In this study we evaluate in vitro the cytotoxic activity of two newly synthesized phthalocyanines (metallo-complexes) with absorption bands in the red part of the spectrum: zinc-tri-sulphonated phthalocyanine (ZnS4Pc). Two permanent animal tumor cell lines are used in the experiments: LSR-SF(SR)-transplantable sarcoma in rat induced by Rous sarcoma virus strain Schmidt-Ruppin and LSCC-SF(Mc29)-transplantable chicken hepatoma induced by the myelocytomatosis virus Mc29. Irradiation has been performed with a laser diode emitting at 672 nm in a wide range of radiant exposure (2-100 J/cm2) and irradiance of 120 mW/cm2. The neutral red uptake cytotoxicity assay has been used to evaluate the effect of the photosensitizers on cell viability. The light dose-response curves and light exposures that ensure viability drop to 50% and 10% have been obtained for each cell line. The ability of the compounds to induce apoptosis has been determined by acridine orange dye staining.
The aim of the present work is to compare the photodynamic effect in vitro for permanent cell lines established from some of the most common and invasive human cancers (breast cancer and brain glioblastoma) as well as for animal cell lines obtained from virus-induced transplantable tumors. The cytotoxicity assessment was performed for human breast adenocarcinoma MCF-7, human glioblastoma 8-MG-BA, and two virus-induced animal tumor cell lines: a cell line LSCC-SF-Mc29, obtained from a transplantable chicken hepatoma induced by the myelocytomatosis virus Mc20, and a line LSR-SF-
SR, obtained from a transplantable sarcoma in rat induced by Rous sarcoma virus strain Schmidt-Ruppin. We used in the experiments a PS produced by NIOPIK (Russia) [www.tech-db.ru/istc/db/inst.nsf/wu] with peak absorption around 670 nm. The photodynamic effect was assessed by a neutral red uptake cytotoxicity test. To activate the photosensitizer we used a semiconductor laser that emitted at 672 nm at irradiance of 120 mW/cm2; the latter value had been chosen after comparison of the photodynamic effect at 12, 60 and 120 mW/cm2.
Observation of ultra-fast relaxation processes with time-constants below 1 ps in a wide spectral range can be made using a low-coherent light source, which is equivalent to a very short pulse in the non-linear correlation spectroscopy. The same approach can be used for very accurate and practically in real time determination of spectra of coherent and non-coherent light sources by recording and processing of their correlation functions. To check the proposed approach, we made a prototype of a correlation Fourier spectrometer based on a Michaelson interferometer and we developed a method for processing of the recorded interferograms which had been proved by a Monte-Carlo simulation. Different semiconductor light sources (LD, LED and high-power LED) were tested. The good quality of the obtained spectra was confirmed by comparison with OSA measurements (resolution 0.28 nm). The time required for data recording and spectrum restoration is within few seconds. This permits current tuning of the investigated sources, which extends their possible applications in spectroscopy, optical communications, computer technologies, etc.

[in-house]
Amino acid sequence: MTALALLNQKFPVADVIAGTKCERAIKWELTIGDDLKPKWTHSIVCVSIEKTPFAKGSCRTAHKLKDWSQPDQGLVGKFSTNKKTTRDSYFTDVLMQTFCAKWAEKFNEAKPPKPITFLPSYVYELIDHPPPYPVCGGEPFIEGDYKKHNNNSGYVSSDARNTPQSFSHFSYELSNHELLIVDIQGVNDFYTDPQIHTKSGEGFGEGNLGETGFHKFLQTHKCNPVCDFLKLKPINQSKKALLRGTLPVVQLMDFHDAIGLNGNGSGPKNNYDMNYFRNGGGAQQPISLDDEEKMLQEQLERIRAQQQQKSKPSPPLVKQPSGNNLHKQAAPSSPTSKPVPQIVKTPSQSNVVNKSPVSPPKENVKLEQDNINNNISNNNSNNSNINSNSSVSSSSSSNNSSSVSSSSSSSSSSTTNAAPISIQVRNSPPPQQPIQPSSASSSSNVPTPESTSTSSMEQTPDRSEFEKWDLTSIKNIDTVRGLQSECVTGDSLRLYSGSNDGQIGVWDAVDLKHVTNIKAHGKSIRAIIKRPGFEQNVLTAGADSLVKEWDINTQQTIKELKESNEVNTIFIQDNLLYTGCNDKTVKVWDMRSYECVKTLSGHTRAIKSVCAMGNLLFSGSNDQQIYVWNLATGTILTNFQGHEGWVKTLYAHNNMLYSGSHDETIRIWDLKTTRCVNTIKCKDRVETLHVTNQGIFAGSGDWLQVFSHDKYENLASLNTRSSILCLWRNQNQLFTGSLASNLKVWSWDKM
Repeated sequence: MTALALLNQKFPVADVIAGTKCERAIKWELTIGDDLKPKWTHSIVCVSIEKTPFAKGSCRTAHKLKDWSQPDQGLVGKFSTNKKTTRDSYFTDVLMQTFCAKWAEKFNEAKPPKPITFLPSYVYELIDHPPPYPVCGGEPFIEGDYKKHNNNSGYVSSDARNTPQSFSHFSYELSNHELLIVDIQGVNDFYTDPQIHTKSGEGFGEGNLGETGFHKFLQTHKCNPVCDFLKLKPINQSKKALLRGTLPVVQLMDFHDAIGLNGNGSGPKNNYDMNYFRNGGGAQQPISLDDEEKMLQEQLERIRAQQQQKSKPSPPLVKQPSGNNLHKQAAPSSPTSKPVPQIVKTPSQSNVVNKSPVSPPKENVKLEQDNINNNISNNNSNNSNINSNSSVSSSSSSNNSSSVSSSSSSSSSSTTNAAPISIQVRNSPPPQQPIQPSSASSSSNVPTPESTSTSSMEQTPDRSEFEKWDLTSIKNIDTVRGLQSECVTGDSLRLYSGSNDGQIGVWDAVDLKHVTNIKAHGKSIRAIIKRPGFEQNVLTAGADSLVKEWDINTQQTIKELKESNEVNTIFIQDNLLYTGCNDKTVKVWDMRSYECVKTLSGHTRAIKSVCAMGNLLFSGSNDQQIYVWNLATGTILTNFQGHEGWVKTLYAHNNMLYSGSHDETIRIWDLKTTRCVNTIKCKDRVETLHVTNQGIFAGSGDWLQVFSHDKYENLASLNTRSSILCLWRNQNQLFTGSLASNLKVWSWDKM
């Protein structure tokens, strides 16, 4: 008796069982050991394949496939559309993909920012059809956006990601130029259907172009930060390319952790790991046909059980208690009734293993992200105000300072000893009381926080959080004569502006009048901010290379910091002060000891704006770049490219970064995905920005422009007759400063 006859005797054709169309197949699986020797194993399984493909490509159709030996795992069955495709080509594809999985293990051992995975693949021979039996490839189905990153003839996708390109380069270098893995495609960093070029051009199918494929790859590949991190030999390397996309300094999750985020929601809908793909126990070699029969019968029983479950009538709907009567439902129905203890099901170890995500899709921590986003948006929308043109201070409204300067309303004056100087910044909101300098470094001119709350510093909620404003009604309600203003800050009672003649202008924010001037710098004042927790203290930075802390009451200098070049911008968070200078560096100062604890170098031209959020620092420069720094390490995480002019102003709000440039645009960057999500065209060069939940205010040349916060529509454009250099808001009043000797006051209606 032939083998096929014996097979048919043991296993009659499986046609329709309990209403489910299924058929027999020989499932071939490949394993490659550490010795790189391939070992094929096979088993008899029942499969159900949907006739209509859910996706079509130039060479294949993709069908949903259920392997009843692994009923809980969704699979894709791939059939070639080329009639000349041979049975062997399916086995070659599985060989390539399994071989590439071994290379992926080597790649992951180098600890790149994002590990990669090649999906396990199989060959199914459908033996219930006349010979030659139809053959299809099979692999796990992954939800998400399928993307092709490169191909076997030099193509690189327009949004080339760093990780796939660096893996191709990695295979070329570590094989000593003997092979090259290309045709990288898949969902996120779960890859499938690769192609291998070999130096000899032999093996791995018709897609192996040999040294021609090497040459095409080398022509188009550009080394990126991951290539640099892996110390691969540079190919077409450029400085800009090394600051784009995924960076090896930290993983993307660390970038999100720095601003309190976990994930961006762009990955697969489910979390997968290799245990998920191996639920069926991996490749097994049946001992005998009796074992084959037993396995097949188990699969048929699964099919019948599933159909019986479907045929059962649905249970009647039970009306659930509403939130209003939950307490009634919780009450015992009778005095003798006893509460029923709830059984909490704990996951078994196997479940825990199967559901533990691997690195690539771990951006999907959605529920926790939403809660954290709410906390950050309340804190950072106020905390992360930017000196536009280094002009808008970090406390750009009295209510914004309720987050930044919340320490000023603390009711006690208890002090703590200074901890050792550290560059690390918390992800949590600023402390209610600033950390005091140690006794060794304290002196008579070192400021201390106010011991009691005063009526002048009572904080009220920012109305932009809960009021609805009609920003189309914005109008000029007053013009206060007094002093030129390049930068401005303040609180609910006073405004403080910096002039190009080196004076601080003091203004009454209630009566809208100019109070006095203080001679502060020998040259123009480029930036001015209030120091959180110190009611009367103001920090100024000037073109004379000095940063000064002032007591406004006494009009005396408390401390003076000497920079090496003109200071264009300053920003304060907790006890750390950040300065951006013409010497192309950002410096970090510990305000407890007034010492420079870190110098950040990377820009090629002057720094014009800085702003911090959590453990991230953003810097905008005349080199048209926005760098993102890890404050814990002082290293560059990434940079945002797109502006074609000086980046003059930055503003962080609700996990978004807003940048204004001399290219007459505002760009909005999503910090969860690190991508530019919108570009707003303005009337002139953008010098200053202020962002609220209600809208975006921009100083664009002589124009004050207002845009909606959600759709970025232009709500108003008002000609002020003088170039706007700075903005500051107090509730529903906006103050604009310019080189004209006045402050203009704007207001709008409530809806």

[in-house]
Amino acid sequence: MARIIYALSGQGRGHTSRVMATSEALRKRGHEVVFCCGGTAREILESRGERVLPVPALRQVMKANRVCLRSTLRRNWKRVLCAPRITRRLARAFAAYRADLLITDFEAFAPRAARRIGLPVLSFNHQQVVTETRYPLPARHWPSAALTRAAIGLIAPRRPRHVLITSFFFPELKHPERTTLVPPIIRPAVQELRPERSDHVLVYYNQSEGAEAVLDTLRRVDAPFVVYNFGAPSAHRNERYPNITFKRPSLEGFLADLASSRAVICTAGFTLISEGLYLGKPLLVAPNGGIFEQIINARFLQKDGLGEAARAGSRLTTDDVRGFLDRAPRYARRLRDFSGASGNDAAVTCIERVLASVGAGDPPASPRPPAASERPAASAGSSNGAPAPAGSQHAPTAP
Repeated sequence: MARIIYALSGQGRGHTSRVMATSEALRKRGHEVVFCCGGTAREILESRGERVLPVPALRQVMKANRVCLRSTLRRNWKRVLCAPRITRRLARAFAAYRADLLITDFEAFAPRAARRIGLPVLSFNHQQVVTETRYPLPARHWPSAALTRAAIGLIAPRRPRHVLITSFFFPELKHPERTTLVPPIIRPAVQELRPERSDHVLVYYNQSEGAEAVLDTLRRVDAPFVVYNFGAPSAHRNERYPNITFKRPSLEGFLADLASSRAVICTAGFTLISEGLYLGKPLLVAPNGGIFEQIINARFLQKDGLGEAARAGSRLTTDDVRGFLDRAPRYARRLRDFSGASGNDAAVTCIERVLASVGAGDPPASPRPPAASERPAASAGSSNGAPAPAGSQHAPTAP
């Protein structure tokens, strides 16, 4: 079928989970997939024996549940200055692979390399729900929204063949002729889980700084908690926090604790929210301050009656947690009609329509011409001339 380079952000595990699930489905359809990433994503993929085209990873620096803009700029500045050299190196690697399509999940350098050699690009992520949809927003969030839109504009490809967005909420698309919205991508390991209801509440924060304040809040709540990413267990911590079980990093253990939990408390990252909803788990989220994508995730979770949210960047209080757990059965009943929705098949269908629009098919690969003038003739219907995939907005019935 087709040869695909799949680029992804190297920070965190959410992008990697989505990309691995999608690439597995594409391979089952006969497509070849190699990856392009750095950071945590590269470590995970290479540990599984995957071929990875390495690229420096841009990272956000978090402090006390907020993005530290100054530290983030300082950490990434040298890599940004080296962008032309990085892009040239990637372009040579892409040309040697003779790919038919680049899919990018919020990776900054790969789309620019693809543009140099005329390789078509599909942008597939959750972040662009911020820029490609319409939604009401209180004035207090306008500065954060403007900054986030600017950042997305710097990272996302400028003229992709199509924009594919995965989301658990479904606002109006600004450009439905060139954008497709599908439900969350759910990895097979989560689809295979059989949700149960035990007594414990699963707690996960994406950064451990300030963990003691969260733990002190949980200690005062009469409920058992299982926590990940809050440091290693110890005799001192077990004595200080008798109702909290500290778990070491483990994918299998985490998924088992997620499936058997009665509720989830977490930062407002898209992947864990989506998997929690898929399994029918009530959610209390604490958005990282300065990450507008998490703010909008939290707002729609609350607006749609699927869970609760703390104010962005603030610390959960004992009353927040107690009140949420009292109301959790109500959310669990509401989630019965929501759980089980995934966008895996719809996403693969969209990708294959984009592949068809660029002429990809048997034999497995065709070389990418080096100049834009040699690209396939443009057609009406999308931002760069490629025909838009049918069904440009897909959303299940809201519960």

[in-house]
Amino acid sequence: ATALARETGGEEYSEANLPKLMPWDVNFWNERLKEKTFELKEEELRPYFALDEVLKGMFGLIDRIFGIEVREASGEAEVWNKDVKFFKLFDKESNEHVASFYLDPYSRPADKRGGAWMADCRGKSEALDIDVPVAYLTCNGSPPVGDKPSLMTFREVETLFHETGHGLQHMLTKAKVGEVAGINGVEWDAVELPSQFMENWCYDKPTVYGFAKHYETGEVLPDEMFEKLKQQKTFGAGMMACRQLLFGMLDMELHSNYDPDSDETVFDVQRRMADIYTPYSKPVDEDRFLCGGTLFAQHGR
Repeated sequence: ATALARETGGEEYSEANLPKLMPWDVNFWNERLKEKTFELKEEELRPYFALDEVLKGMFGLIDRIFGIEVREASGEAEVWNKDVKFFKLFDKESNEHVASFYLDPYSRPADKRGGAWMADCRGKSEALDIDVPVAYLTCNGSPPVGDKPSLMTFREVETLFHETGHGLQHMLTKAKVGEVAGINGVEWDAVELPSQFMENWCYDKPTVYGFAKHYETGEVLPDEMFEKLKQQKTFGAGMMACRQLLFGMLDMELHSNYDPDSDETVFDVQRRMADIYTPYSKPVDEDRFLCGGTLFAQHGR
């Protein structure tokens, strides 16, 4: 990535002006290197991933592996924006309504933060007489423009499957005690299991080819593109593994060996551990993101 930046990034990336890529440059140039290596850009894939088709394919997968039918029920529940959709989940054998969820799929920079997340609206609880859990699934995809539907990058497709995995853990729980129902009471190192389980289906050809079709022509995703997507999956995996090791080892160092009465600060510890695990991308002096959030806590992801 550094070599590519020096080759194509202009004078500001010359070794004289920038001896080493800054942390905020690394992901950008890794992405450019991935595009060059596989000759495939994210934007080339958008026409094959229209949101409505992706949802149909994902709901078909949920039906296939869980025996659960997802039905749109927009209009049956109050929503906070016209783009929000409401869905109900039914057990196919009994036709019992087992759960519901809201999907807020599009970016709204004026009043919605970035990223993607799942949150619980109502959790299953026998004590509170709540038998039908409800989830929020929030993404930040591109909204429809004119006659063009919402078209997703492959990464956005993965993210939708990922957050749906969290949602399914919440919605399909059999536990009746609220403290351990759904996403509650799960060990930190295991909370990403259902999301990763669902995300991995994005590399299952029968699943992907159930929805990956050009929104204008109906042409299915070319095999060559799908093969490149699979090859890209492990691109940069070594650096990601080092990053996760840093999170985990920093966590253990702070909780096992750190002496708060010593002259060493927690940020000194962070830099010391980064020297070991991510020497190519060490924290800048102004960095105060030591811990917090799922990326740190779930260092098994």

The high temporal resolution and accuracy of spectrum restoration achieved with a correlation Fourier spectrometer substantially depend on the precise knowledge of the optical characteristics of the used operating white light source. However, the beforehand calibration of this source does not guarantee avoiding of errors due to random disturbances during spectrometer’s operation. In the present work we solved two tasks. We analyzed the noise sources in a three-channel Fourier spectrometer with simultaneous recording of interferograms for the etalon light source, for the operating source and for the investigated sample using Monte-Carlo simulations. As a second task we made a prototype of a correlation Fourier spectrometer and simulated the real-time tracking of changes in autocorrelation functions of different semiconductor light sources (LD, LED and high-power LED) using the measured interferograms. We proposed an analogous feedback system to perform a current correction of the autocorrelation of the operating light source following the changes in the autocorrelation function of the etalon source.